The virus of Holocaust denial is alive and well in the Arab and Muslim world. It goes hand in hand with Jewish nakba denial, argues Lyn Julius in JNS News.
On the day that the world commemorated the 70th anniversary of the
liberation of the Auschwitz-Birkenau death camp, the U.K. liberal
newspaper The Guardian declared in an editorial :
“The Arabs, meanwhile, cannot be blamed for feeling that Europe’s
blood debt to the Jews was paid with what they see as their territory.”
myth of the Arabs as innocent bystanders, who had no responsibility for
the Holocaust—and indeed, paid the price for a European crime when
Israel was established—is widely believed.
The Arabs, like other third-world peoples, are only ever seen as
victims of Western oppression and colonialism. They cannot themselves be
guilty of oppressing others.
The West self-righteously deplores the old European anti-Semitism of
the “far right.” But a new Green-Brown-Red anti-Semitism—encouraged by
an alliance of the Far Left, the Greens and Islamist sympathizers—is
studiously downplayed, ignored by the media, or blamed on Israel.
Truth be told, the virus of Nazi anti-Semitism was exported to the
Arab and Muslim world as early as the 1930s. It gave ideological
inspiration to Arab nationalist parties like the Ba’athists in Syria and
Iraq and paramilitary groups like Young Egypt, founded in 1933.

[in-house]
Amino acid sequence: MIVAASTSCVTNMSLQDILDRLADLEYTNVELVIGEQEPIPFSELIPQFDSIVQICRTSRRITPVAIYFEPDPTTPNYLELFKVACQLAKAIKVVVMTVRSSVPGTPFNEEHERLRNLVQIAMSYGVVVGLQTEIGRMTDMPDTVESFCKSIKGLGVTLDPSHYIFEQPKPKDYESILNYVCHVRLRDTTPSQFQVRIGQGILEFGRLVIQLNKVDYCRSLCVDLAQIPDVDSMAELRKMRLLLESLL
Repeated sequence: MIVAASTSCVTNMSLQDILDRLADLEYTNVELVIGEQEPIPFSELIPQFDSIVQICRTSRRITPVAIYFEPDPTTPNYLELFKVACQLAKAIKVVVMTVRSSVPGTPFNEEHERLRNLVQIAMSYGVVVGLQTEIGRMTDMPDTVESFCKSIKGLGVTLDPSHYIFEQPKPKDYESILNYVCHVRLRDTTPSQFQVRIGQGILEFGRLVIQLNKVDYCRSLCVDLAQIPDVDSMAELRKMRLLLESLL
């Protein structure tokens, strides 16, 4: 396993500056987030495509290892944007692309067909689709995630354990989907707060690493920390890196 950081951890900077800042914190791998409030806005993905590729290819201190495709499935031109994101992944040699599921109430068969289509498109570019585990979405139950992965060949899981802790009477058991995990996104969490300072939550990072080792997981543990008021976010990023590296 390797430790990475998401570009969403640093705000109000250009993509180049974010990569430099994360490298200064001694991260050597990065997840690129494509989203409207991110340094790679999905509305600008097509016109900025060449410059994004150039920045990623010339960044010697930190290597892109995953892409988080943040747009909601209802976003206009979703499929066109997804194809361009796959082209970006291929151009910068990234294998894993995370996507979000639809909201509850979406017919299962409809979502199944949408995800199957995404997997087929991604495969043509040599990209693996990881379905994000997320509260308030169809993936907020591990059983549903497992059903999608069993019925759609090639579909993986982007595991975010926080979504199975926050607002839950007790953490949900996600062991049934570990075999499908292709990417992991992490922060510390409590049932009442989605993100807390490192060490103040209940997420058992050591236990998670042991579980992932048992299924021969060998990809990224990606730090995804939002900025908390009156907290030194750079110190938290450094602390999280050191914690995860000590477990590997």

Anti-Jewish conspiracy theories are the central plank of the
totalitarian Muslim Brotherhood, founded in Egypt in 1928, and their
ideological cousins, Islamic State, who sought to impose Allah’s kingdom
on Earth through jihad and forced conversion of non-Muslims.
The Holocaust was, in the words of author Robert Satloff,
as much an Arab story as a European. In spite of efforts to trumpet the
stories of individual “righteous” Muslims who rescued Jews
(particularly in Albania), scholars continue to uncover evidence of Arab sympathy and collaboration with Nazism.
Walter Doehle, German consul in Jerusalem, wrote in 1937:
“Palestinian Arabs in all social strata have great sympathies for the
new Germany and its Führer..…If a person identified himself as a German
when faced with threats from an Arab crowd, this alone generally
allowed him to pass freely. But when some identified themselves by
making the ‘Heil Hitler’ salute, in most cases the Arabs’ attitude
became expressions of open enthusiasm, and the German gave ovations, to
which the Arabs responded loudly.”
When Tunisia came under direct Nazi occupation between November 1942
and May 1943, at least 2,000 Jews were sent to work in labor camps. The
reaction of Tunisia’s Muslim majority was, according to Satloff,
“Gestures of support and active assistance for the minority being
displaced, disenfranchised, plundered and conscripted into forced labour
were very rare. Arab passers-by would publicly insult and physically
Although he was not the only collaborator with Nazism—Fawzi
al-Qawuqji, Rashid Ali al-Kelani, Abu Ibrahim al-Kabir, Hassan Salama
and Arif Abd al-Raziq spring to mind—the role played by Palestinian
leader and Grand Mufti of Jerusalem Haj Amin al-Husseini in fomenting
anti-Jewish incitement and violence, not just in British Palestine but
across the Arab world, is key. From 1931, he conflated “Zionists” with
“Jews.” Any Jewish community became fair game for collective punishment—and still is.
The Mufti met with Hitler in Berlin in November 1941 to discuss the
extermination of the Jews in the Middle East. He spent the rest of the
war as a guest of the Nazis.
Adolf Eichmann’s deputy Dieter Wisliceny (later executed as a war
criminal) in his Nuremburg Trials testimony stated, “the Mufti was one
of Eichmann’s best friends and had constantly incited him to accelerate